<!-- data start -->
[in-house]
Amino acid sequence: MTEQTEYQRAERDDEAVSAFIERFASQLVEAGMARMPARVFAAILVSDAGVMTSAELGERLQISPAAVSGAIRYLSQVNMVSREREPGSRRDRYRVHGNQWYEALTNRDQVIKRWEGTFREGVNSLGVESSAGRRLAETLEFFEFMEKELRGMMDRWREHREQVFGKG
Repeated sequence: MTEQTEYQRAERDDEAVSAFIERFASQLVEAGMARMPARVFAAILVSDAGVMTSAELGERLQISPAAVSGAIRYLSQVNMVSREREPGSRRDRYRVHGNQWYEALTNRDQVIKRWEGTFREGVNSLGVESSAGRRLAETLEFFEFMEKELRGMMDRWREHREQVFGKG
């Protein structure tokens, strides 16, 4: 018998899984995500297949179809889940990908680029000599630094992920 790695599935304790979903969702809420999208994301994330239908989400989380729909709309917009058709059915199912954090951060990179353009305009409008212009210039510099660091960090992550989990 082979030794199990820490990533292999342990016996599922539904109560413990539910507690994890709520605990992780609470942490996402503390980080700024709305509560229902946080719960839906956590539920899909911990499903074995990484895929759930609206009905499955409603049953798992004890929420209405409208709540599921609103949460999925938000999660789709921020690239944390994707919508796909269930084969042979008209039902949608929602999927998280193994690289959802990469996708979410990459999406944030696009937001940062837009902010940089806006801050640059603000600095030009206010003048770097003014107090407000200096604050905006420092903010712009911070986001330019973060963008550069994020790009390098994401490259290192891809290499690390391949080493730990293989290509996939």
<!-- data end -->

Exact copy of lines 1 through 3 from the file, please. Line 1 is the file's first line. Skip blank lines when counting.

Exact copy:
[in-house]
Amino acid sequence: MTEQTEYQRAERDDEAVSAFIERFASQLVEAGMARMPARVFAAILVSDAGVMTSAELGERLQISPAAVSGAIRYLSQVNMVSREREPGSRRDRYRVHGNQWYEALTNRDQVIKRWEGTFREGVNSLGVESSAGRRLAETLEFFEFMEKELRGMMDRWREHREQVFGKG
Repeated sequence: MTEQTEYQRAERDDEAVSAFIERFASQLVEAGMARMPARVFAAILVSDAGVMTSAELGERLQISPAAVSGAIRYLSQVNMVSREREPGSRRDRYRVHGNQWYEALTNRDQVIKRWEGTFREGVNSLGVESSAGRRLAETLEFFEFMEKELRGMMDRWREHREQVFGKG